Sir, – The Government intends to change the system of identifying potential organ donors to a model where individuals are presumed to be donors unless they have previously expressly chosen not to be so. This is subject to the family of the deceased not objecting, a so-called soft opt-out model. "Soft" consent is the norm internationally. The central question that has to be answered is, does it work? Does it increase the number of transplants? In answering this, it is essential not to engage in ad hoc argument. Invocations to "Look at Spain" (which has a particularly effective system of organ donation) are likely to be met by "Ireland is not Spain". A better approach is to look at peer-reviewed studies of organ donation in many countries.
The three most recent that I know of are by Abadie & Gay (2006), Healy (2005) and Johnson & Goldstein (2003). All three look at a pool of western, mostly European, countries over time.
Details differ but a clear general pattern that emerges is that presumed consent is associated with higher levels of cadaveric organ donation, even controlling for factors such as religion, GDP, legal systems and transplantation infrastructure. The first of these studies found, for example, that organ donations are 25-30 per cent higher in presumed-consent countries.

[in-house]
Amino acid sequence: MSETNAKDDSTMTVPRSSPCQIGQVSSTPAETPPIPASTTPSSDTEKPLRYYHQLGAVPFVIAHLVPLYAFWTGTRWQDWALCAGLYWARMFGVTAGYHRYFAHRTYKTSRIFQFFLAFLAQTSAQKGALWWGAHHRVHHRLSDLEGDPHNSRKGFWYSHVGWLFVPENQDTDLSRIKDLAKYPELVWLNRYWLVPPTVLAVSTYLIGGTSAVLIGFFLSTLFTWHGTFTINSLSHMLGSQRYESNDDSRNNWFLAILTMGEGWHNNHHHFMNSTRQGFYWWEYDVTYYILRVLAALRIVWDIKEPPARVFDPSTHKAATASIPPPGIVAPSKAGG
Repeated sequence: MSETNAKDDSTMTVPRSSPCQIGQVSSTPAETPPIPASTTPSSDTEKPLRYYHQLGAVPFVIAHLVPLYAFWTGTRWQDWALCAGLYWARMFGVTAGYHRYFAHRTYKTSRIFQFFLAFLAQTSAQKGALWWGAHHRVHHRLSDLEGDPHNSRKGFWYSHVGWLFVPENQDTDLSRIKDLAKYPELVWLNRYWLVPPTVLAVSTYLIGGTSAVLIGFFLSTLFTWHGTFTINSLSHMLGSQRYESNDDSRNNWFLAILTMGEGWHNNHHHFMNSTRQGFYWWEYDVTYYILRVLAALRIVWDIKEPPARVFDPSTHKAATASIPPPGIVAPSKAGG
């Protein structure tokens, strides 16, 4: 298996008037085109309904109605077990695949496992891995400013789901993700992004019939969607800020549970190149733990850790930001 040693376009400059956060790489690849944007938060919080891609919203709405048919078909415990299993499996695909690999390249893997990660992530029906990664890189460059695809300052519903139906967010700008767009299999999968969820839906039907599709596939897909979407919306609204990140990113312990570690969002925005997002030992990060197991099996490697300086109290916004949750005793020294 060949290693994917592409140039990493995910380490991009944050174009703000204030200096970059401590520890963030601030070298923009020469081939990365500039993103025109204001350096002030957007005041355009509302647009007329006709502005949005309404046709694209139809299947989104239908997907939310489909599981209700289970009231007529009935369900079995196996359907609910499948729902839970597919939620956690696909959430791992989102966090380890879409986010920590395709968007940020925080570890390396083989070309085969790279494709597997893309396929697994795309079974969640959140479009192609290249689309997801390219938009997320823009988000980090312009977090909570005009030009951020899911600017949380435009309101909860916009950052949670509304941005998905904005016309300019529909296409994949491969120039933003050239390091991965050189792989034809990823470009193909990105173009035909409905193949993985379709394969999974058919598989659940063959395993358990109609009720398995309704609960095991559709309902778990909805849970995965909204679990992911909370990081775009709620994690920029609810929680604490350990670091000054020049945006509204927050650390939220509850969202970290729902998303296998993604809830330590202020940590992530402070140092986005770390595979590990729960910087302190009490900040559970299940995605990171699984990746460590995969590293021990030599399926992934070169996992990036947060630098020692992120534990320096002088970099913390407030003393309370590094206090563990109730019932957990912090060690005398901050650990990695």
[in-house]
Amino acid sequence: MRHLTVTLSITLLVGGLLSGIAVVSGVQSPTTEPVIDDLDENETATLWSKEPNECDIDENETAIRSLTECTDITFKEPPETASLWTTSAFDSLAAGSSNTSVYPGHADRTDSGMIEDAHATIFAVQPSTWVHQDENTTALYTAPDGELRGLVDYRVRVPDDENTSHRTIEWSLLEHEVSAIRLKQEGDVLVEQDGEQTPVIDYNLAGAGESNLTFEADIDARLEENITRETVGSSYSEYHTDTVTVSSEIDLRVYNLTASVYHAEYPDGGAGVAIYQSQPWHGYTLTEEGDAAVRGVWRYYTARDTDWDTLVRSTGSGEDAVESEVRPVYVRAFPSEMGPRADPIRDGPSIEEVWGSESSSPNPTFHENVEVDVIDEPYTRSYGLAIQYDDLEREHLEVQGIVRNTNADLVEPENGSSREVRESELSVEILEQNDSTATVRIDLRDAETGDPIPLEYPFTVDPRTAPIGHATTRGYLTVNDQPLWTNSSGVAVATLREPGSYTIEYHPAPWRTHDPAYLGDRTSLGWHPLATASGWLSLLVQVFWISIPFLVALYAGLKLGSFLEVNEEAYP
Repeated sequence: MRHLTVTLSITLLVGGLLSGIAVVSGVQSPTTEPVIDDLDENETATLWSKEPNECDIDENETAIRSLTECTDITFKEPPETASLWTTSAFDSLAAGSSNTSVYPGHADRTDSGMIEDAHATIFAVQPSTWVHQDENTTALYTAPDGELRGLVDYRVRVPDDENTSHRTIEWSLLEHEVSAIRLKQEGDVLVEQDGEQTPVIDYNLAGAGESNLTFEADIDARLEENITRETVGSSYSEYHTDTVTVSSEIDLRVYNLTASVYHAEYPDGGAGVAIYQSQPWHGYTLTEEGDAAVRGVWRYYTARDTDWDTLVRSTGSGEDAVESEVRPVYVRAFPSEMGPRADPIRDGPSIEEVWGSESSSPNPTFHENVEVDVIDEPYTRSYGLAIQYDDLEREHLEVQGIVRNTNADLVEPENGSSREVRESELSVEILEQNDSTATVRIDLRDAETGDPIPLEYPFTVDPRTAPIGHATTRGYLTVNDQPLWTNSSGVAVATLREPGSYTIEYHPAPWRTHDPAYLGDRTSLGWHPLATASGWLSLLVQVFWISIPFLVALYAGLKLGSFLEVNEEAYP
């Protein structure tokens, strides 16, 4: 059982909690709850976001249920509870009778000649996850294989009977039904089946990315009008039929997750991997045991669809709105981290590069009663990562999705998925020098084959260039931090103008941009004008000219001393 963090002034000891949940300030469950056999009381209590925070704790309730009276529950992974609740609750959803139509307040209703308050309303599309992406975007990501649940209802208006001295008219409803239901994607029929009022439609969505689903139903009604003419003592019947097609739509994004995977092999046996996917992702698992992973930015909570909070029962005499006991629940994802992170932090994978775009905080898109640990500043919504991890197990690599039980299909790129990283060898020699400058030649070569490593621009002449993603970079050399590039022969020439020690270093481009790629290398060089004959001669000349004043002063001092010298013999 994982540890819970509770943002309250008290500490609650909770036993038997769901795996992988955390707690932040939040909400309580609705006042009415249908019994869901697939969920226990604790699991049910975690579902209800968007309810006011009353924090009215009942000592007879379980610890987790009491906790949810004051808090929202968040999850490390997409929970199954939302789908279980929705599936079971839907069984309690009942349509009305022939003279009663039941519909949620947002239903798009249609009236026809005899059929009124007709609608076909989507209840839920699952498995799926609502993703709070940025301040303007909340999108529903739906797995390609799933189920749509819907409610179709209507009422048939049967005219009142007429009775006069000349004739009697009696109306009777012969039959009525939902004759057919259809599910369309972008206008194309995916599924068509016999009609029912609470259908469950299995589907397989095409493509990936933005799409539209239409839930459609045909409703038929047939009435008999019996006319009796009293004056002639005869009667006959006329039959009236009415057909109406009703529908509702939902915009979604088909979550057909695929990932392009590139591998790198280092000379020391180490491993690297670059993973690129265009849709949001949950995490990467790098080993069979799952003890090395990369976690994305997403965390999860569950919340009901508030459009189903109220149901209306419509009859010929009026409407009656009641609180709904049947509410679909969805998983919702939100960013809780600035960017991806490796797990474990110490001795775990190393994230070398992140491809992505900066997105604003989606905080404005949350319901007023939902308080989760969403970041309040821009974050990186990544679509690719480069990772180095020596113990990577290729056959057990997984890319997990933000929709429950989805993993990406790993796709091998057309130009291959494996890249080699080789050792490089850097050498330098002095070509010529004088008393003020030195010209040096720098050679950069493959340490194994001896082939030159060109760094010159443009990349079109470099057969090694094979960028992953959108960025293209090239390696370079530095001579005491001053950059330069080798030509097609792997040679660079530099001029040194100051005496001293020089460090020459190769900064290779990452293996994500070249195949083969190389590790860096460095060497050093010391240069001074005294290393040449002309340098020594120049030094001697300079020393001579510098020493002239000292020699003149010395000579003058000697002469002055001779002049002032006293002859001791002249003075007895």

An important result that also emerges is that one of the most important sources of cadaveric organs for transplantation are road deaths. In Ireland, road deaths have been steadily declining for decades – the last 15 years have seen a fall in road deaths of 55 per cent. As a proportion of the population, this is a staggering 64 per cent fall. While this is good news in itself, it points to a significant continuing decline in the supply of organs for donation.
At the end of 2012, there were 563 people awaiting kidney and pancreas transplants. Given the shortages, many will wait a significant amount of time, on average 30 months, with a consequent reduced quality of life. In 2012, 14 people on this waiting list died.
Finally, while there is a strong argument in favour of presumed consent, it is certainly not a magic bullet. It is essential to invest in the necessary infrastructure, including in human resources. Otherwise the proposed policy will be a missed opportunity. – Yours, etc,
Dr KEVIN DENNY,
School of Economics,
University College Dublin,
Belfield, Dublin 4.